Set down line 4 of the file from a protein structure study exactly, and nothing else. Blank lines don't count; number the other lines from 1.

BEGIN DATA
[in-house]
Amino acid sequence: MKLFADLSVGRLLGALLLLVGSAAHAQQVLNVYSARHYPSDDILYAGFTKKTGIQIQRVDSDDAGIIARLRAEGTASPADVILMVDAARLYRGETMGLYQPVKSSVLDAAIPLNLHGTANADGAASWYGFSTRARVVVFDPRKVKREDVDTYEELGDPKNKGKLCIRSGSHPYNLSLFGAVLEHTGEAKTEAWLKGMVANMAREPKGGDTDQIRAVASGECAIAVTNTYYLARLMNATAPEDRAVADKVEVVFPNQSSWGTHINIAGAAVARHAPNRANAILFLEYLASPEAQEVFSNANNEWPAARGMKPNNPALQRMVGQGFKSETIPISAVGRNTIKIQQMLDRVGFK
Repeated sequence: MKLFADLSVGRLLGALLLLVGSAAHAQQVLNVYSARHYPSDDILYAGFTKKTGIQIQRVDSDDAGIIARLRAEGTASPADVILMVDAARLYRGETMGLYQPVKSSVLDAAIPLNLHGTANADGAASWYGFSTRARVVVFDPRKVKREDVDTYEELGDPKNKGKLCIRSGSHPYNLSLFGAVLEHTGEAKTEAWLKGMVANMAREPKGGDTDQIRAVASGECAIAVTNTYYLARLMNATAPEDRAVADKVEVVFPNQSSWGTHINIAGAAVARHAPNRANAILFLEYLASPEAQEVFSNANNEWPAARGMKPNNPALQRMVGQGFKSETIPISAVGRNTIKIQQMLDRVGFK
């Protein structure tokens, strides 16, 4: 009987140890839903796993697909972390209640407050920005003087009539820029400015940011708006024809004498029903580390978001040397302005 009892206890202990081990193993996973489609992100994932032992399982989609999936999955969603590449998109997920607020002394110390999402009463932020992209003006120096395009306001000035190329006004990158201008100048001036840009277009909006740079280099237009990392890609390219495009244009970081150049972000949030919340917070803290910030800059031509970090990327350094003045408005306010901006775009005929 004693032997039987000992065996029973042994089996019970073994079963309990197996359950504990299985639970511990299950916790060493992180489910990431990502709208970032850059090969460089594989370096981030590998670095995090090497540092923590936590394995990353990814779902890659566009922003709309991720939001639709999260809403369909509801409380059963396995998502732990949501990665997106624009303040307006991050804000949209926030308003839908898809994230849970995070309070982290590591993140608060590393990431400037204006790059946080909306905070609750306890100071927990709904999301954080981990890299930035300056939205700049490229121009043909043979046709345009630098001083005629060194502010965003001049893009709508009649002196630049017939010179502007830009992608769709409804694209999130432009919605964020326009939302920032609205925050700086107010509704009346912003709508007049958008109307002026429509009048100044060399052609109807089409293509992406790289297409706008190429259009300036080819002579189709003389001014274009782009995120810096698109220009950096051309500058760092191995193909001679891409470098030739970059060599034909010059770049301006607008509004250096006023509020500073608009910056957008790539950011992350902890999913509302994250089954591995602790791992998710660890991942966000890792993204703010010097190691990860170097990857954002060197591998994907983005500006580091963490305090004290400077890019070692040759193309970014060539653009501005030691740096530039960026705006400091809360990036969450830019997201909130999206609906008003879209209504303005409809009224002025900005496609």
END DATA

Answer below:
């Protein structure tokens, strides 16, 4: 009987140890839903796993697909972390209640407050920005003087009539820029400015940011708006024809004498029903580390978001040397302005 009892206890202990081990193993996973489609992100994932032992399982989609999936999955969603590449998109997920607020002394110390999402009463932020992209003006120096395009306001000035190329006004990158201008100048001036840009277009909006740079280099237009990392890609390219495009244009970081150049972000949030919340917070803290910030800059031509970090990327350094003045408005306010901006775009005929 004693032997039987000992065996029973042994089996019970073994079963309990197996359950504990299985639970511990299950916790060493992180489910990431990502709208970032850059090969460089594989370096981030590998670095995090090497540092923590936590394995990353990814779902890659566009922003709309991720939001639709999260809403369909509801409380059963396995998502732990949501990665997106624009303040307006991050804000949209926030308003839908898809994230849970995070309070982290590591993140608060590393990431400037204006790059946080909306905070609750306890100071927990709904999301954080981990890299930035300056939205700049490229121009043909043979046709345009630098001083005629060194502010965003001049893009709508009649002196630049017939010179502007830009992608769709409804694209999130432009919605964020326009939302920032609205925050700086107010509704009346912003709508007049958008109307002026429509009048100044060399052609109807089409293509992406790289297409706008190429259009300036080819002579189709003389001014274009782009995120810096698109220009950096051309500058760092191995193909001679891409470098030739970059060599034909010059770049301006607008509004250096006023509020500073608009910056957008790539950011992350902890999913509302994250089954591995602790791992998710660890991942966000890792993204703010010097190691990860170097990857954002060197591998994907983005500006580091963490305090004290400077890019070692040759193309970014060539653009501005030691740096530039960026705006400091809360990036969450830019997201909130999206609906008003879209209504303005409809009224002025900005496609």